NASHVILLE – A quarantine for Emerald Ash Borer, an invasive insect that destroys ash trees has been expanded to include more Tennessee counties. Bradley, McMinn, Meigs and Polk counties have been added to the list of areas restricted for the movement of ash trees and ash tree products. EAB was recently found in McMinn and Polk counties and it is believed that EAB is also likely to be present in Bradley and Meigs counties. This brings the total number of Tennessee counties under a state and federal EAB quarantine to 38.
Over the past three years, the USDA Animal and Plant Health Inspection Service and the Tennessee Department of Agriculture have regulated only the counties where at least one EAB specimen was detected. But because small EAB populations can sometimes go undetected, TDA is taking the precautionary measure of expanding the EAB quarantine to some counties without a positive detection where EAB is likely present.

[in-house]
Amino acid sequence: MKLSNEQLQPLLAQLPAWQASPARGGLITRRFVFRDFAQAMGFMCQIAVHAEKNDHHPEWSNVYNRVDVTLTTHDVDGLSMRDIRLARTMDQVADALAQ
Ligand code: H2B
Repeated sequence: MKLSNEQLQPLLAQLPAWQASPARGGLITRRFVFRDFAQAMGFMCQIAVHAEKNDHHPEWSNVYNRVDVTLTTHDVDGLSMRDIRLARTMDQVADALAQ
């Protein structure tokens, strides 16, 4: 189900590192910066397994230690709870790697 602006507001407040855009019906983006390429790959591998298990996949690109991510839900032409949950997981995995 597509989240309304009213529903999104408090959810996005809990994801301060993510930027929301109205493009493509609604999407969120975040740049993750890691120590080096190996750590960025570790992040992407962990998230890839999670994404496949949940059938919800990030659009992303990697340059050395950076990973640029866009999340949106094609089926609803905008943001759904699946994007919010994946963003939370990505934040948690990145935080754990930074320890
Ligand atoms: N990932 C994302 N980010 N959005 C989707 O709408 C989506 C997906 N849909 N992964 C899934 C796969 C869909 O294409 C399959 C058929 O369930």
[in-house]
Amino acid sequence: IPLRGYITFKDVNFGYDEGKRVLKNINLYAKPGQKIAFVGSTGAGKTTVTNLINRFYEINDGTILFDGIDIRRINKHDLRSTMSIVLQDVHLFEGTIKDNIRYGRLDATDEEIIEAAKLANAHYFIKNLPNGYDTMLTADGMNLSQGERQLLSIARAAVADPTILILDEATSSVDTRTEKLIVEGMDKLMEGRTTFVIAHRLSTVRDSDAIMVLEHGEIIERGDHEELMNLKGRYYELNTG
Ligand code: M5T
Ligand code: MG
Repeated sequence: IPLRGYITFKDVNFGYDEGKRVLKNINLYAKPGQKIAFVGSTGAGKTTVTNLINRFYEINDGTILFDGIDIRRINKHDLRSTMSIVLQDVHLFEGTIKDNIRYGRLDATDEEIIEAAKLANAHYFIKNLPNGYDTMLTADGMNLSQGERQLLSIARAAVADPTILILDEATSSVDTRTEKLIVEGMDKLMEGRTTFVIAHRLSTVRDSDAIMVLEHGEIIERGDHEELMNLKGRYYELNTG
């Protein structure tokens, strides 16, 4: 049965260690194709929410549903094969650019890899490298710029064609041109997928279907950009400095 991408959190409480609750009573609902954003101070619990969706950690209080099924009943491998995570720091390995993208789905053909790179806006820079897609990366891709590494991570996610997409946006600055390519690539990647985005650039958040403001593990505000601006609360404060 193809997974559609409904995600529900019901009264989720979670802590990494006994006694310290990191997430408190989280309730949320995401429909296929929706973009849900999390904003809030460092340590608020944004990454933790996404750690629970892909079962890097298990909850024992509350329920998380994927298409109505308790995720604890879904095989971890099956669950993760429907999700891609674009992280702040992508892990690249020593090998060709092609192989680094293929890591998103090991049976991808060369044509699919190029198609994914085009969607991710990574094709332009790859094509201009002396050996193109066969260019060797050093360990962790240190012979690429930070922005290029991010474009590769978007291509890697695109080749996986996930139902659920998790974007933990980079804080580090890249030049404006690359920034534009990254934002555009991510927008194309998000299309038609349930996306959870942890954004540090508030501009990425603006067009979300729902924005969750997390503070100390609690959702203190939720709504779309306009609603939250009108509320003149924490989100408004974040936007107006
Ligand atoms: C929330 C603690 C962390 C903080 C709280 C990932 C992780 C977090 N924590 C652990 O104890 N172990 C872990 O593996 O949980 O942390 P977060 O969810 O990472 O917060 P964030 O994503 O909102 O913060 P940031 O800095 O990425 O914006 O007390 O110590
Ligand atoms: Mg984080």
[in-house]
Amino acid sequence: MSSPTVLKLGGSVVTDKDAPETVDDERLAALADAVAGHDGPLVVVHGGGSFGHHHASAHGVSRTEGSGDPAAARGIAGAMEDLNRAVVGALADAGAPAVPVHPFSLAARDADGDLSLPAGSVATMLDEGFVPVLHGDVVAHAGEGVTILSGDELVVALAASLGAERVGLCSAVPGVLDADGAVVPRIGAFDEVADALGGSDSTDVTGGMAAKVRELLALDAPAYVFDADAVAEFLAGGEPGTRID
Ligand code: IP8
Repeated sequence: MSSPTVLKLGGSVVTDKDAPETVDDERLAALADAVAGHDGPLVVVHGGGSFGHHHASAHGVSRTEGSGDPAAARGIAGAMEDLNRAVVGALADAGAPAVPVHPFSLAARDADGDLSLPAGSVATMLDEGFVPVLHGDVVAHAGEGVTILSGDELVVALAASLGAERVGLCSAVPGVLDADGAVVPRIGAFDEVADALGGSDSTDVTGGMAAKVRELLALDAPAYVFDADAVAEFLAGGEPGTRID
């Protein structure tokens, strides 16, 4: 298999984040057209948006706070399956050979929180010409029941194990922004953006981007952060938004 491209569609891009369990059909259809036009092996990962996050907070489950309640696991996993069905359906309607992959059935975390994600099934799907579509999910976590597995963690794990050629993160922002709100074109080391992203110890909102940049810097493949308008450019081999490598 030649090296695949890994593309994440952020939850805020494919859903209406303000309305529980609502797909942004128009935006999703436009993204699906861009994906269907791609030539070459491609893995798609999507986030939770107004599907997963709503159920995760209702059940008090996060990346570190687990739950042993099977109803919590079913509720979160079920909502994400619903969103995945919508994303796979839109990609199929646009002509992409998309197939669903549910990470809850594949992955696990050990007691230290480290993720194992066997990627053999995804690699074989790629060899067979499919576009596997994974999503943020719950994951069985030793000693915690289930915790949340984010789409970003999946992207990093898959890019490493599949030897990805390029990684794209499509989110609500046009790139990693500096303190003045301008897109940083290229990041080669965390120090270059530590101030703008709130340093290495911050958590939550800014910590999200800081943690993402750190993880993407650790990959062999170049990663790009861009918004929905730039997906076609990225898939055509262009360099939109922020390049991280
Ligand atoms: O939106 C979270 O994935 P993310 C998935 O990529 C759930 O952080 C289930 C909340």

“We think it’s in the best interest of the state to quarantine locations where we believe EAB could be located even though we haven’t found it yet,” Gray Haun, TDA’s Plant Certification administrator said. “For example, Sullivan County and Washington County were placed under quarantine earlier this year because we suspected EAB was there and just recently we were able to confirm it.”